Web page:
A crisis is now upon us, he warns, and we need to act with urgency. Behold then, if I may, the Malala Plan to restore a Zuma-ravaged nation and “give it the ‘lift’ it needs to avoid disaster”.
There are 11 points to the Malala Plan. They offer much food for thought. Malala, himself, is rather modest about his suggestions. “They are not exhaustive,” he writes, “but perhaps we can begin that journey back to greatness by debating, and implementing, some of them.” (He has given them bumper sticker-ish headlines, and some of them can indeed be seen as rallying cries. “After Two Decades, it is Time to Vote for Delivery, not History”, “Protect Our Great Constitution and its Institutions”, “Stop Obsessing About Mineral Wealth. Obsess About Values-Based Leadership”, “Back to School”, etc.)
Early on in the book, Malala seemingly writes off the ruling party as being quite dead. “At the heart of the ANC’s rotting corpse,” he says, “stood one man: its president, Jacob Zuma. . .” But a few pages on, it emerges that this assessment of the party’s health is a little premature; the ANC is sick – but it’s still very much alive. Such is Malala’s desire to see it back on its feet in the rude health it enjoyed some 20 years ago, that the book could well have been subtitled How to Stop the ANC Losing its Way.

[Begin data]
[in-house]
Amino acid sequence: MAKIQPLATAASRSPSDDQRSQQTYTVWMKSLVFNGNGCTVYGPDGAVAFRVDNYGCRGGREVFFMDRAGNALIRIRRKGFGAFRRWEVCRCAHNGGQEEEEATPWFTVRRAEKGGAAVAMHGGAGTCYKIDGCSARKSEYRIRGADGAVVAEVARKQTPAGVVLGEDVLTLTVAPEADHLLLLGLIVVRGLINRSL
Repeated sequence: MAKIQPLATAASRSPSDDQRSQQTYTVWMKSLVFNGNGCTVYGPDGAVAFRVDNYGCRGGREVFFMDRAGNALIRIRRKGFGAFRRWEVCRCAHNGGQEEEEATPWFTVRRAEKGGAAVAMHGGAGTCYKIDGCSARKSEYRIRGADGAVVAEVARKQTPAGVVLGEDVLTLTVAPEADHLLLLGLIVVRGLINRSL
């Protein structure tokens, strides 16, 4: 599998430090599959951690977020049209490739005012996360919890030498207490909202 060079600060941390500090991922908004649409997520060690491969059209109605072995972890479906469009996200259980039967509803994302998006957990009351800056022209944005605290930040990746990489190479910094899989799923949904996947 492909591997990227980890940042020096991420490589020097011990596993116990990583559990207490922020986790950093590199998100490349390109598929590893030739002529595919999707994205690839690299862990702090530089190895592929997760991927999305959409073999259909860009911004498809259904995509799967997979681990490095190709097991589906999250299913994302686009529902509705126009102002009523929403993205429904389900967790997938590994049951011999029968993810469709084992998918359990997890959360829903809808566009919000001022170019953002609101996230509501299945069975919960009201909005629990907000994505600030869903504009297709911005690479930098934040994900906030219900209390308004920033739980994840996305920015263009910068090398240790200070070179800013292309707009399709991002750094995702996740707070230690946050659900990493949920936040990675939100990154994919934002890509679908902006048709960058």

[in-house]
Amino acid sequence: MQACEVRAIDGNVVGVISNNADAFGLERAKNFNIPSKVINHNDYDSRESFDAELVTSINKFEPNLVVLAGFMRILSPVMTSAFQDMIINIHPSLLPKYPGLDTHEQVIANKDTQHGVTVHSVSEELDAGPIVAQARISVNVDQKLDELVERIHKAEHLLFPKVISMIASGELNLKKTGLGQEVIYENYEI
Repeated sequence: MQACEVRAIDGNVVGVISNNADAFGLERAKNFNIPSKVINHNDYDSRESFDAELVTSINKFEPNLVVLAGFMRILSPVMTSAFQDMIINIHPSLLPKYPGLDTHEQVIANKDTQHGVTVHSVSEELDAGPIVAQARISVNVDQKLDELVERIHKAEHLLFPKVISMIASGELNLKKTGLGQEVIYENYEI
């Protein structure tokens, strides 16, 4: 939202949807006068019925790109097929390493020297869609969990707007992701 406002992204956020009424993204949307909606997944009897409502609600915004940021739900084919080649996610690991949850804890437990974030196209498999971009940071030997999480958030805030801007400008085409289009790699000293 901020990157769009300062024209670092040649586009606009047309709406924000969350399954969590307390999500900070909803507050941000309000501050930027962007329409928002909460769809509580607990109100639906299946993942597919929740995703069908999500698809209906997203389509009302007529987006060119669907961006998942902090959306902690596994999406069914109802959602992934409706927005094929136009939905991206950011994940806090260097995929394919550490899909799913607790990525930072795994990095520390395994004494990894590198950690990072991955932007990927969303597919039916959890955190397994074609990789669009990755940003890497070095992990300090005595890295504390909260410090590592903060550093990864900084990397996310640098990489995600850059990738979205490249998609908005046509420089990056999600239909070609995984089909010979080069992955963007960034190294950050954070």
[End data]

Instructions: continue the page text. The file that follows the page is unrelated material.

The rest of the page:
His attachment to the ANC is deep. He writes movingly of the death of his 14-year-old brother, Ernest, in 1991, struck by a bakkie outside the village of New Eersterus, just north of Pretoria. At his tin shack home, his mother is weeping silently. He feels helpless. “I don’t know what to do, what to hold.” Ernest, he adds, was special, and at that age, already a seasoned political activist, a member of the Young Pioneers.
“And so, when he died, the ANC in the village rallied to my family’s cause. It was not just that my brother was a committed ANC member at just 14. My brother Eric had been an activist and was beaten and detained for months by the Bophutatswana police in the 1980s. My younger sister was a fierce student activist. I had helped launch the local ANC and ANC Youth League branches in the village, becoming the first acting branch secretary-general of the unbanned ANC in 1990.”